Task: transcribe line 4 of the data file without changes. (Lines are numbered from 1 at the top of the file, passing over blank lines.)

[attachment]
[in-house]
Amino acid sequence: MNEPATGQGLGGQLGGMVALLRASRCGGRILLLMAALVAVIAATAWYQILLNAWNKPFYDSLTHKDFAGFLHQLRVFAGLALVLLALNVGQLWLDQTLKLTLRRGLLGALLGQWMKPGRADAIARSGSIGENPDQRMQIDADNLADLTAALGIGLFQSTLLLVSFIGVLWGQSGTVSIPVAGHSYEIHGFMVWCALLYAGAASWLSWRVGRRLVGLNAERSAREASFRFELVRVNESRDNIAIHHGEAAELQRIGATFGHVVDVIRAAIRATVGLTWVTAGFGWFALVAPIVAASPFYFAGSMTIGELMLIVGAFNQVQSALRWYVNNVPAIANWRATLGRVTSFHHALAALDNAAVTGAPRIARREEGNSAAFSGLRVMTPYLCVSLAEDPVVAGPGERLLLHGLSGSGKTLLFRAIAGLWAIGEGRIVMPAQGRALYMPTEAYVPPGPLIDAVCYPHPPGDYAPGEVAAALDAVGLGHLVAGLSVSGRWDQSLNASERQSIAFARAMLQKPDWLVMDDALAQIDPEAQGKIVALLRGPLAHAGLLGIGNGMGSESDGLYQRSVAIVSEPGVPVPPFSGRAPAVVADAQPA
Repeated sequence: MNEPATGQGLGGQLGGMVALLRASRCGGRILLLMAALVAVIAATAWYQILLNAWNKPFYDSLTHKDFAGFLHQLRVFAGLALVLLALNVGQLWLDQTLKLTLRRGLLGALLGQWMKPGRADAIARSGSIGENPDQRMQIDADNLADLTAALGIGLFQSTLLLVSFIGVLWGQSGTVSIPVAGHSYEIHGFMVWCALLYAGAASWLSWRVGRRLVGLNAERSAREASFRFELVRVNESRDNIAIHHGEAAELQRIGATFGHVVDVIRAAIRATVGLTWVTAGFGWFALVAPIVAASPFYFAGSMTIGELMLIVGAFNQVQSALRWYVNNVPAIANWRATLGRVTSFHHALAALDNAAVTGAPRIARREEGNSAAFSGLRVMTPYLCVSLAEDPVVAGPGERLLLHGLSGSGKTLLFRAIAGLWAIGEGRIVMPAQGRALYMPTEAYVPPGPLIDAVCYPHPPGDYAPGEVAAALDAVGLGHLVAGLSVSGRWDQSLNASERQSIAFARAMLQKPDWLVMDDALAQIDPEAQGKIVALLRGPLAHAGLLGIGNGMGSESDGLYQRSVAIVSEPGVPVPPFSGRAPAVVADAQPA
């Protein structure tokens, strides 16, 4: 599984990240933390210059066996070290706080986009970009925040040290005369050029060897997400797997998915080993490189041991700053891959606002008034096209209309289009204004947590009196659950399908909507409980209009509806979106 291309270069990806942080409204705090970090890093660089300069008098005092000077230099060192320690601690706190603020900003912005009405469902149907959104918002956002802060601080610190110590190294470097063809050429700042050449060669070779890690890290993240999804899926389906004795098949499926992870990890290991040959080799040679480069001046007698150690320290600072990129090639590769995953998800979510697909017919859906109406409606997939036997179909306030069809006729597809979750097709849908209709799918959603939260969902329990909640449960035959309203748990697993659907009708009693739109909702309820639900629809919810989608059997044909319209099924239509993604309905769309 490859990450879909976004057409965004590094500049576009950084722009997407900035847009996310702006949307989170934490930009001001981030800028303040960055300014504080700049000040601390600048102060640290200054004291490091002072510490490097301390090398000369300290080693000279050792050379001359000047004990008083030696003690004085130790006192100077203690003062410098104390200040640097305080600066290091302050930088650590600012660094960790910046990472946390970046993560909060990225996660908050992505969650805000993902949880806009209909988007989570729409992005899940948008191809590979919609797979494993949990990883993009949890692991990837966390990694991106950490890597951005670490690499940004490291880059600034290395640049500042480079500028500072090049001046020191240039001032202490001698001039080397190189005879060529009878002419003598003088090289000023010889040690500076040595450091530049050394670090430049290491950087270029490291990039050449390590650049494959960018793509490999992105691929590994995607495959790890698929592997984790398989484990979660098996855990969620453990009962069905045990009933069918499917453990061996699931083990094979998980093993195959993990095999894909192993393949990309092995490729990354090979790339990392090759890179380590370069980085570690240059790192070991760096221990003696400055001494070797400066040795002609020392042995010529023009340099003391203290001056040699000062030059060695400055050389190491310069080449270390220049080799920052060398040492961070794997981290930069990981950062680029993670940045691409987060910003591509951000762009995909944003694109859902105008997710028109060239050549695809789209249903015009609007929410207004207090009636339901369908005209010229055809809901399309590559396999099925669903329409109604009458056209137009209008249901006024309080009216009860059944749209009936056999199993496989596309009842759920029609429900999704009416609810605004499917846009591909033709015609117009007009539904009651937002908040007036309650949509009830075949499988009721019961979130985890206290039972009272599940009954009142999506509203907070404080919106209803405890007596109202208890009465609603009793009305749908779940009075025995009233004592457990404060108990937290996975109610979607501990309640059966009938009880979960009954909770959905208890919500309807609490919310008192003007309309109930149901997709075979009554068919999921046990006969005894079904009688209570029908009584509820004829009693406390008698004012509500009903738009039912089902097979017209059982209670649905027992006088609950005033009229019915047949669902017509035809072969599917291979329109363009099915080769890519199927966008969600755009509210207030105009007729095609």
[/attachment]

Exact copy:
């Protein structure tokens, strides 16, 4: 599984990240933390210059066996070290706080986009970009925040040290005369050029060897997400797997998915080993490189041991700053891959606002008034096209209309289009204004947590009196659950399908909507409980209009509806979106 291309270069990806942080409204705090970090890093660089300069008098005092000077230099060192320690601690706190603020900003912005009405469902149907959104918002956002802060601080610190110590190294470097063809050429700042050449060669070779890690890290993240999804899926389906004795098949499926992870990890290991040959080799040679480069001046007698150690320290600072990129090639590769995953998800979510697909017919859906109406409606997939036997179909306030069809006729597809979750097709849908209709799918959603939260969902329990909640449960035959309203748990697993659907009708009693739109909702309820639900629809919810989608059997044909319209099924239509993604309905769309 490859990450879909976004057409965004590094500049576009950084722009997407900035847009996310702006949307989170934490930009001001981030800028303040960055300014504080700049000040601390600048102060640290200054004291490091002072510490490097301390090398000369300290080693000279050792050379001359000047004990008083030696003690004085130790006192100077203690003062410098104390200040640097305080600066290091302050930088650590600012660094960790910046990472946390970046993560909060990225996660908050992505969650805000993902949880806009209909988007989570729409992005899940948008191809590979919609797979494993949990990883993009949890692991990837966390990694991106950490890597951005670490690499940004490291880059600034290395640049500042480079500028500072090049001046020191240039001032202490001698001039080397190189005879060529009878002419003598003088090289000023010889040690500076040595450091530049050394670090430049290491950087270029490291990039050449390590650049494959960018793509490999992105691929590994995607495959790890698929592997984790398989484990979660098996855990969620453990009962069905045990009933069918499917453990061996699931083990094979998980093993195959993990095999894909192993393949990309092995490729990354090979790339990392090759890179380590370069980085570690240059790192070991760096221990003696400055001494070797400066040795002609020392042995010529023009340099003391203290001056040699000062030059060695400055050389190491310069080449270390220049080799920052060398040492961070794997981290930069990981950062680029993670940045691409987060910003591509951000762009995909944003694109859902105008997710028109060239050549695809789209249903015009609007929410207004207090009636339901369908005209010229055809809901399309590559396999099925669903329409109604009458056209137009209008249901006024309080009216009860059944749209009936056999199993496989596309009842759920029609429900999704009416609810605004499917846009591909033709015609117009007009539904009651937002908040007036309650949509009830075949499988009721019961979130985890206290039972009272599940009954009142999506509203907070404080919106209803405890007596109202208890009465609603009793009305749908779940009075025995009233004592457990404060108990937290996975109610979607501990309640059966009938009880979960009954909770959905208890919500309807609490919310008192003007309309109930149901997709075979009554068919999921046990006969005894079904009688209570029908009584509820004829009693406390008698004012509500009903738009039912089902097979017209059982209670649905027992006088609950005033009229019915047949669902017509035809072969599917291979329109363009099915080769890519199927966008969600755009509210207030105009007729095609």